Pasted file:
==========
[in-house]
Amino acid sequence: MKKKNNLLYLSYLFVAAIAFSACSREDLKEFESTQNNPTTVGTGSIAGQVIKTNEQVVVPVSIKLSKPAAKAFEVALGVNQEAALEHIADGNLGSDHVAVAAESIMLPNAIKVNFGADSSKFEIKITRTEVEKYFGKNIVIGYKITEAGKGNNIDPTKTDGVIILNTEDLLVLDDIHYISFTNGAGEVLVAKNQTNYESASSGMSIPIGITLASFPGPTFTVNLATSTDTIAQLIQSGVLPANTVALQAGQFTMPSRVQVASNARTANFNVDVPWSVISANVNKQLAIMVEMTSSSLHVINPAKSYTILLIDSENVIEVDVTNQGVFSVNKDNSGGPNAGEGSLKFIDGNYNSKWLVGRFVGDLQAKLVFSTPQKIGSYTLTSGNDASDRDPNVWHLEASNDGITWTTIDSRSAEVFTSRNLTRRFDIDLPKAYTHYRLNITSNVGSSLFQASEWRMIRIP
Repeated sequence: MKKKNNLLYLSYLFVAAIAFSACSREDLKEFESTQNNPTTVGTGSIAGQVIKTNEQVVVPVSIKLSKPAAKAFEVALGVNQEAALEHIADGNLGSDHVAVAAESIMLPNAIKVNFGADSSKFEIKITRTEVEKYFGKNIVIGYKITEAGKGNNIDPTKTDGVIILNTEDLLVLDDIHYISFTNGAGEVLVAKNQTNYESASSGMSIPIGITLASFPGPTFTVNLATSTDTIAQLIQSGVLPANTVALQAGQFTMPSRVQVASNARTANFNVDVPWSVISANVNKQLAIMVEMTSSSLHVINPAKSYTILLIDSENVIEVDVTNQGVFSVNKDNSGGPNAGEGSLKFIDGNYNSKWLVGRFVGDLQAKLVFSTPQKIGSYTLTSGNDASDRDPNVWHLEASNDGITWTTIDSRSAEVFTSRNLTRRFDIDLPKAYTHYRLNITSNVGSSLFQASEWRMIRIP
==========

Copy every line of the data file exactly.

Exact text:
[in-house]
Amino acid sequence: MKKKNNLLYLSYLFVAAIAFSACSREDLKEFESTQNNPTTVGTGSIAGQVIKTNEQVVVPVSIKLSKPAAKAFEVALGVNQEAALEHIADGNLGSDHVAVAAESIMLPNAIKVNFGADSSKFEIKITRTEVEKYFGKNIVIGYKITEAGKGNNIDPTKTDGVIILNTEDLLVLDDIHYISFTNGAGEVLVAKNQTNYESASSGMSIPIGITLASFPGPTFTVNLATSTDTIAQLIQSGVLPANTVALQAGQFTMPSRVQVASNARTANFNVDVPWSVISANVNKQLAIMVEMTSSSLHVINPAKSYTILLIDSENVIEVDVTNQGVFSVNKDNSGGPNAGEGSLKFIDGNYNSKWLVGRFVGDLQAKLVFSTPQKIGSYTLTSGNDASDRDPNVWHLEASNDGITWTTIDSRSAEVFTSRNLTRRFDIDLPKAYTHYRLNITSNVGSSLFQASEWRMIRIP
Repeated sequence: MKKKNNLLYLSYLFVAAIAFSACSREDLKEFESTQNNPTTVGTGSIAGQVIKTNEQVVVPVSIKLSKPAAKAFEVALGVNQEAALEHIADGNLGSDHVAVAAESIMLPNAIKVNFGADSSKFEIKITRTEVEKYFGKNIVIGYKITEAGKGNNIDPTKTDGVIILNTEDLLVLDDIHYISFTNGAGEVLVAKNQTNYESASSGMSIPIGITLASFPGPTFTVNLATSTDTIAQLIQSGVLPANTVALQAGQFTMPSRVQVASNARTANFNVDVPWSVISANVNKQLAIMVEMTSSSLHVINPAKSYTILLIDSENVIEVDVTNQGVFSVNKDNSGGPNAGEGSLKFIDGNYNSKWLVGRFVGDLQAKLVFSTPQKIGSYTLTSGNDASDRDPNVWHLEASNDGITWTTIDSRSAEVFTSRNLTRRFDIDLPKAYTHYRLNITSNVGSSLFQASEWRMIRIP